As if Season 2 wasn’t complicated enough for Lady Mary (Michelle Dockery) and Matthew (Dan Stevens), Downton Abbey’s third season apparently won’t be one long happily ever after for the together-at-last couple.
Wetpaint Entertainment caught up with executive producer Gareth Neame at the 2012 Creative Arts Emmy Awards on September 14, and he promised even more crazy drama between the twosome, teasing, “It’s a rollercoaster this year.”
Thanks, Downton, for continuing to toy with our fragile emotions.
Wetpaint Entertainment: Tell me, what do you attribute the enormous amount of success Downton Abbey has experienced worldwide to?
Gareth Neame: I think we start with a premise that is a very recognizably British genre, the country house tradition, the aristocracy of the servants, it’s one of our genres. But what we’ve done with this show is we’ve reinvented it for the modern age. The storytelling is very contemporary, the storytelling is very fast-paced and we combine quite a modern sensibility into making the show and the storytelling with extremely high production values. I think audiences just really root for these characters.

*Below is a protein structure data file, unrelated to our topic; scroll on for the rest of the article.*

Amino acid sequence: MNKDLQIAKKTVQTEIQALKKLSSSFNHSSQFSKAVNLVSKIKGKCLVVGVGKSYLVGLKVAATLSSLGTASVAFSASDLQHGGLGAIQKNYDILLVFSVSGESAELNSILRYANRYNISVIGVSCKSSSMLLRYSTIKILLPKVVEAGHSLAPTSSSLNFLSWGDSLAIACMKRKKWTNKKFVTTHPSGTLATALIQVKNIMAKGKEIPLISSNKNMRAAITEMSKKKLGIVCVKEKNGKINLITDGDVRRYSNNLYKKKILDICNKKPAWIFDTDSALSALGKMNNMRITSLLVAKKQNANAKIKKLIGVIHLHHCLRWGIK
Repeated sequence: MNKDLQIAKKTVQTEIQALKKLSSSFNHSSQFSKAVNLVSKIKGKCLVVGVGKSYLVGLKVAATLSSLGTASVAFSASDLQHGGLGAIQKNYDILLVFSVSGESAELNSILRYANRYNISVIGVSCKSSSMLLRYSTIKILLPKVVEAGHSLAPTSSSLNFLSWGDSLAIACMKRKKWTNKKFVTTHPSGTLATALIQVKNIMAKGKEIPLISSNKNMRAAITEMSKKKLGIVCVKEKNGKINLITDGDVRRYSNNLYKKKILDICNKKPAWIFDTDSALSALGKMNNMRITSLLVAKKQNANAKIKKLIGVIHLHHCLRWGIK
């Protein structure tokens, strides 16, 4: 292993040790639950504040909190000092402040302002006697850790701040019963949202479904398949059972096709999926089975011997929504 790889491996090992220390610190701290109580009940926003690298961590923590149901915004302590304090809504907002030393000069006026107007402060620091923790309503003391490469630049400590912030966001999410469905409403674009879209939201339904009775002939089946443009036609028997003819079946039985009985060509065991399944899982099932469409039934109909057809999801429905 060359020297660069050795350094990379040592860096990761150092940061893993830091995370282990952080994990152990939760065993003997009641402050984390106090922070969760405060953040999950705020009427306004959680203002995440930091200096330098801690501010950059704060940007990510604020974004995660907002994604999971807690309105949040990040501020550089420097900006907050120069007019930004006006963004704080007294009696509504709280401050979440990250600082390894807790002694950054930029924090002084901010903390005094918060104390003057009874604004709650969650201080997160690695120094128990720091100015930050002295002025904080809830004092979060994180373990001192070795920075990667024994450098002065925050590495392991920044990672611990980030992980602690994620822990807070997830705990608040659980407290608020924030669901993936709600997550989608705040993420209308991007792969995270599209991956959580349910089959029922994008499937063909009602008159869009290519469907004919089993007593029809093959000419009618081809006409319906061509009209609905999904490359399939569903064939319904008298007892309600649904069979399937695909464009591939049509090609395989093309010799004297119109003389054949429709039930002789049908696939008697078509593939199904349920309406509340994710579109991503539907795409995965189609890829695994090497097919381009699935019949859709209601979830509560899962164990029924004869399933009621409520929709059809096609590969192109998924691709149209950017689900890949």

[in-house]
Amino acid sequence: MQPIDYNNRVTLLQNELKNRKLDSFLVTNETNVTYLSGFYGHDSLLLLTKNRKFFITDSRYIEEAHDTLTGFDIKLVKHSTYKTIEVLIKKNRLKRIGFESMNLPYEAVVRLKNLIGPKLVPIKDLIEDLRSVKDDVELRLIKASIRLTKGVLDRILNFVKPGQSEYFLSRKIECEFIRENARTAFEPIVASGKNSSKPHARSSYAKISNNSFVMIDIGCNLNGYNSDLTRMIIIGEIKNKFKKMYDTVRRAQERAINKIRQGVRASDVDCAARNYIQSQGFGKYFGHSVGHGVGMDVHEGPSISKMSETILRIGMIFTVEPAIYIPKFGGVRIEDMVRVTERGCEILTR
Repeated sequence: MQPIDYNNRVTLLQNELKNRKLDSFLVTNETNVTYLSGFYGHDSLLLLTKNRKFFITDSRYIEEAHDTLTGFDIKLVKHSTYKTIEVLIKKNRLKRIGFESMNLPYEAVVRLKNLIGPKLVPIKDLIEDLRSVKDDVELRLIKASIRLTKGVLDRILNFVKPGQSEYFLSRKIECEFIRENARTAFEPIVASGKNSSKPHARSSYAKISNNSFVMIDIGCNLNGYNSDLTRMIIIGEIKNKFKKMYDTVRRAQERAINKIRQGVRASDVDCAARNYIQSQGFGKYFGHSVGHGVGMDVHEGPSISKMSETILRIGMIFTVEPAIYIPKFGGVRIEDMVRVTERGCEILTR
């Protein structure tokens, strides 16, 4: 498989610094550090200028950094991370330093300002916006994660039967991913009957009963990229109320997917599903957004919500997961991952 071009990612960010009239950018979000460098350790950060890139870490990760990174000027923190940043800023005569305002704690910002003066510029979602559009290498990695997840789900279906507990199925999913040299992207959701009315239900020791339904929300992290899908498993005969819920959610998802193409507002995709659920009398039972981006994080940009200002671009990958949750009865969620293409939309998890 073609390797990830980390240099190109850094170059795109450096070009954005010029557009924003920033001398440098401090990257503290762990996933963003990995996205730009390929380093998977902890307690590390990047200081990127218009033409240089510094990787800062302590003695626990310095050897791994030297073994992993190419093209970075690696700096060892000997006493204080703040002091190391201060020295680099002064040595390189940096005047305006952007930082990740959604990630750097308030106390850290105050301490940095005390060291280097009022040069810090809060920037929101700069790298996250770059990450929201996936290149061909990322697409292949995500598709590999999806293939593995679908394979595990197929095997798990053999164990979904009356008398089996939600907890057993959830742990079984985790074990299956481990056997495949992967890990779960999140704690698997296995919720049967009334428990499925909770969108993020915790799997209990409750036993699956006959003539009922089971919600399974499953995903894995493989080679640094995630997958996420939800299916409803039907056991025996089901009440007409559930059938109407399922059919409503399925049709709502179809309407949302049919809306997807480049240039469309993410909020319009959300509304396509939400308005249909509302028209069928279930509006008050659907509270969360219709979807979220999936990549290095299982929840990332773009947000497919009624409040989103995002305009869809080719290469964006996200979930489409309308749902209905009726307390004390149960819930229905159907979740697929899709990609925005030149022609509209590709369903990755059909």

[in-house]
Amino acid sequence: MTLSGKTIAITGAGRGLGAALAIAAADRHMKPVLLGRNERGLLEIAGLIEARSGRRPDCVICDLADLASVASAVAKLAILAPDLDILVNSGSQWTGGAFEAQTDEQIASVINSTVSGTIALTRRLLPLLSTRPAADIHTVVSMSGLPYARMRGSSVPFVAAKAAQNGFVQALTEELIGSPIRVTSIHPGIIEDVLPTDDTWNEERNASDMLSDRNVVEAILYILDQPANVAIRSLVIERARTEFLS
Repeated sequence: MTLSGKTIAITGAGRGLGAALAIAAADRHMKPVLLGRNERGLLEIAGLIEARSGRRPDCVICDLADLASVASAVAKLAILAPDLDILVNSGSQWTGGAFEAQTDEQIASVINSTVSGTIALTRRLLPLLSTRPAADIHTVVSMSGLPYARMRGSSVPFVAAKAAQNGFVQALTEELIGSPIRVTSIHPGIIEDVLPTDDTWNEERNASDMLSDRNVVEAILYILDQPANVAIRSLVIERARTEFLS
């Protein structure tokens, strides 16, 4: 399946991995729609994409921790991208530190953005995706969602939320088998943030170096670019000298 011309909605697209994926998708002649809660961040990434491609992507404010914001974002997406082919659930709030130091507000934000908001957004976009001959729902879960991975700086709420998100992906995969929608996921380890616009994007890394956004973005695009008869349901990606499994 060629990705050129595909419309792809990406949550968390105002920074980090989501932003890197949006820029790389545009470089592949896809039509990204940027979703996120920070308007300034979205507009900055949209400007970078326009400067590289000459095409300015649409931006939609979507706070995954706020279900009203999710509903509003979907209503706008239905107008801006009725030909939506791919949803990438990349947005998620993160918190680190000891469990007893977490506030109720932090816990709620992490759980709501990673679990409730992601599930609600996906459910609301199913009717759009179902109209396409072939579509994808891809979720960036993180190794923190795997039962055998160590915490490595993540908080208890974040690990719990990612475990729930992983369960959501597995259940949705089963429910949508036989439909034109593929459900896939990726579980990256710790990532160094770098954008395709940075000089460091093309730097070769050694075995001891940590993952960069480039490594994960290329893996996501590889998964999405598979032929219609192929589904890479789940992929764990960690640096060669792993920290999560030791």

What is one of the main themes we will see throughout this upcoming season?
It’s a rollercoaster this year, there’s huge stuff going on. We have two or three new characters join in the early episodes and it’s a big cast as you know, it’s 20 to 25 main characters so there’s a lot of story going on. All of their little individual stories, all like spinning plates. I think it’s great and I’m very excited to see how it does on it’s premiere night tomorrow in England.
What is in store for Mary [Michelle Dockery] this season?
You can expect a lot. I think there’s going to continue to be fireworks in [her] relationship [with Matthew], there’s no doubt about that. It’s not easy!
They don’t get to settle down and just be happy?
It’s not going to be easy, it’s going to be complicated but they love each other.
What guest stars can we expect to see?
You know you’re going to get to see Shirley MacLaine. So if you want to see two of the most senior actresses on the planet locked in mortal combat, these two ladies in their late seventies, you know with this wonderful writing by Julian Fellowes, they’re great scenes.